However if you know somebody who has depression, Noah Smith's post may help as a guide.
Friday, 18 January 2013
Continuing on from my previous post about Lerner’s Functional Finance, we now look at the effects of government expenditure.
This equation can be used to determine the changes in gross public debt to GDP ratio:
Source: Hart, N 2011, ‘Macroeconomic Policy and Abba Lerner’s System of Functional Finance’, Economic Papers, vol. 30, no. 2, pp. 210.
From the equation, an increase in G will increase Y, by the amount of increase in G multiplied by the fiscal multiplier for the planned policy. This will then lead to an increase in T, thus the Gt – Tt (the budget deficit) is not increased by 1 X ∆G but ∆G - ∆Tt, where:
∆G = change in government expenditure as a result of the fiscal stimulus
∆Tt = change in tax receipt as a result of the fiscal stimulus
As mentioned in this post and the previous post, the fiscal multiplier is very important in determining the effectiveness of government spending and this fiscal multiplier depends on a lot of factors such as the design of the stimulus (the spending components involved), the structure of the economy, and consumer and business sentiments. In US and Australia, where infrastructures lags behind a lot of countries such as South Korea, Japan and China, spending on infrastructures have a very large multiplier. From this post by Noah Smith, it showed a table from a NBER working paper by Alan Auerbach and Yuriy Gorodnichenko estimating the effect of government expenditure on consumption and investment for the US:
The important thing to take note here is that although investment spending has a larger multiplier than consumption spending, it has less immediate effects on the economy. Thus if the government wishes to stabilise the economy (stabilising the lost in income due to increase in unemployment) immediately when the economy faces a downturn, consumption spending works better but it does not necessarily “pay for itself” in the long run, while investment spending (such as building roads, railways, investing in education, health) provides longer term benefits such as productivity gains, reducing unemployment in the longer run, and it is very likely to “pay for itself”.
Consumption spending also has one other very important effect which investment spending lacks; this effect is the stabilising of consumer and business sentiments in a downturn. The earlier and quicker the stimulus is enacted when an economy faces downturn, the less consumer and business sentiment falls, as demand for goods and unemployment is stabilised (even if it’s for a short term). This will reduce the output gap and making it less “expensive” for the government to stabilise the economy with stimulus spending. If a stimulus in a recession lacks short term stabilising effects and/or took too long to implement, not only the output gap will be larger (thus needing a larger stimulus), but it will have significant social cost (cost of unemployment to households) and business investment will also take longer to recover if decision makers in businesses are uncertain about future economic prospects.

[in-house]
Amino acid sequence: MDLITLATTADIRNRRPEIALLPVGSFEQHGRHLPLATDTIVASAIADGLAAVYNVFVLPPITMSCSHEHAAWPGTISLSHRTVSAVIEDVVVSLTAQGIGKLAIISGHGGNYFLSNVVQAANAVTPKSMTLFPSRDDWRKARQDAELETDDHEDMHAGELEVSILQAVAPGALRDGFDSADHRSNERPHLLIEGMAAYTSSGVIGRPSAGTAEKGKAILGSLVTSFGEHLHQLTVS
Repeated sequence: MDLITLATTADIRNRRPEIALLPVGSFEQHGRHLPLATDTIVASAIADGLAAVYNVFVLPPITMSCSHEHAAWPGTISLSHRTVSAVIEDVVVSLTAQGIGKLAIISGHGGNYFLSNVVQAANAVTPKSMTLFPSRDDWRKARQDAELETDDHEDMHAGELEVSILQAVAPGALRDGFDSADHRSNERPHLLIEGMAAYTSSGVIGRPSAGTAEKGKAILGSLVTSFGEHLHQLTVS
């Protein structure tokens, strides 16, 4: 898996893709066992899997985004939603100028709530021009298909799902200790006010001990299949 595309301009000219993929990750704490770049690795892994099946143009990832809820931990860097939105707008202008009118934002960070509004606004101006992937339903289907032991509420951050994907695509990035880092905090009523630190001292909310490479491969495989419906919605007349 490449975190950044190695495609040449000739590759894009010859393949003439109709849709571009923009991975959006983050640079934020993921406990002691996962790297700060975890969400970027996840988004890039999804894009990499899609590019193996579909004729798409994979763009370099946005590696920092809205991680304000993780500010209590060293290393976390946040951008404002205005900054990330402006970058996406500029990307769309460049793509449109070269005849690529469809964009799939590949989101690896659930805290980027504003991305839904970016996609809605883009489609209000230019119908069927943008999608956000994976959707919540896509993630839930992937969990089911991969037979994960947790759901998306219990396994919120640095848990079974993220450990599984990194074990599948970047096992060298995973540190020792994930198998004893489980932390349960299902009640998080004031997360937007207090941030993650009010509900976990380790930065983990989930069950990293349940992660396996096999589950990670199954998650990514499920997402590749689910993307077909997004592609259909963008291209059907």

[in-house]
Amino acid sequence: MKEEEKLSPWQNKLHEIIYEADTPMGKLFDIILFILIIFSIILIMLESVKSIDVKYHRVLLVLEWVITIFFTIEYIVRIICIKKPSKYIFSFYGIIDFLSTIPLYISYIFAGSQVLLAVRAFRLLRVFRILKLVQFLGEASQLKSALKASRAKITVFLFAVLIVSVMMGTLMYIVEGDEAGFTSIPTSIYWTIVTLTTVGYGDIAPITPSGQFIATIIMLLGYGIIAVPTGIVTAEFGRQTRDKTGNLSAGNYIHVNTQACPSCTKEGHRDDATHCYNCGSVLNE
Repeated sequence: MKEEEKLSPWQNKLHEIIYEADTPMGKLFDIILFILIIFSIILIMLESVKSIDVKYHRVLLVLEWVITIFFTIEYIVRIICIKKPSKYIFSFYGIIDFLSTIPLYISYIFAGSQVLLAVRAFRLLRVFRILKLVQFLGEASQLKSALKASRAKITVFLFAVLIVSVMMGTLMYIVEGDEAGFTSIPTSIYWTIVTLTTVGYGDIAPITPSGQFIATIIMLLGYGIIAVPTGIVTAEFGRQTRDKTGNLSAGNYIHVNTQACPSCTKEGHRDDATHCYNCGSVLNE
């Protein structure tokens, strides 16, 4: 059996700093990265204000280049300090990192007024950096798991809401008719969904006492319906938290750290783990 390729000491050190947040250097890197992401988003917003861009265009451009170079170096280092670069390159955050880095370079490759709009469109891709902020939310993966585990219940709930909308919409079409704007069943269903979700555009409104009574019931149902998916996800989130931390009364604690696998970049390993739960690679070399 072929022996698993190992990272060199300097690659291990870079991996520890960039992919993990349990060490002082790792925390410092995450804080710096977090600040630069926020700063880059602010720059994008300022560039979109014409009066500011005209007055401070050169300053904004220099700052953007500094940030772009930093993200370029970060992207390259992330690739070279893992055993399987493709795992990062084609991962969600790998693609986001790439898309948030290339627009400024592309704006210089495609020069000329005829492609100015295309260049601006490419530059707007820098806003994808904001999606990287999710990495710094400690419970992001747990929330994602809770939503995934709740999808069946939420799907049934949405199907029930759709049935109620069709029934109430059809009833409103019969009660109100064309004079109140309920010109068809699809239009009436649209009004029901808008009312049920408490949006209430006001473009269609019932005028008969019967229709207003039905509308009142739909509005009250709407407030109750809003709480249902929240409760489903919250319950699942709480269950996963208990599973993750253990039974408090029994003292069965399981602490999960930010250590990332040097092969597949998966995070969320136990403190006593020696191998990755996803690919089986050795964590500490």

While the fiscal multiplier is important, its size should never be the main determinant of whether a government is to implement a fiscal stimulus or not. The most important determinant should always be whether if the economy is in full employment. If President Obama does not want to use the 14th Amendment and the $1 trillion dollar platinum coin option is out, there needs to be a plan which the US government will need to enact to avoid further austerity (when it is in fact, the austerity currently enacted by the government that is dragging down the economy) and implement stimulus. At the moment, the US government is failing miserably to provide prosperity to its population despite the GFC, when employment to population ratio have no yet recovered to pre-crisis level for more than four years from the crisis.
 “Pay for itself” refers to a situation when an increase in nominal public debt led to a reduction in public debt as a % of GDP. There are examples of raw statistic correlation in the previous post.
 “Expensive” only in a sense that if the government decides not to print national currency to finance its spending. Neil Hart argues in his paper (cited above) that the significance of the ability to print national currency changes the whole debate of the “debt crisis” (if this actually exists outside the European Monetary Union and other countries which do not have its own national currency). In specific:
Source: Hart, N 2011, ‘Macroeconomic Policy and Abba Lerner’s System of Functional Finance’, Economic Papers, vol. 30, no. 2, pp. 211.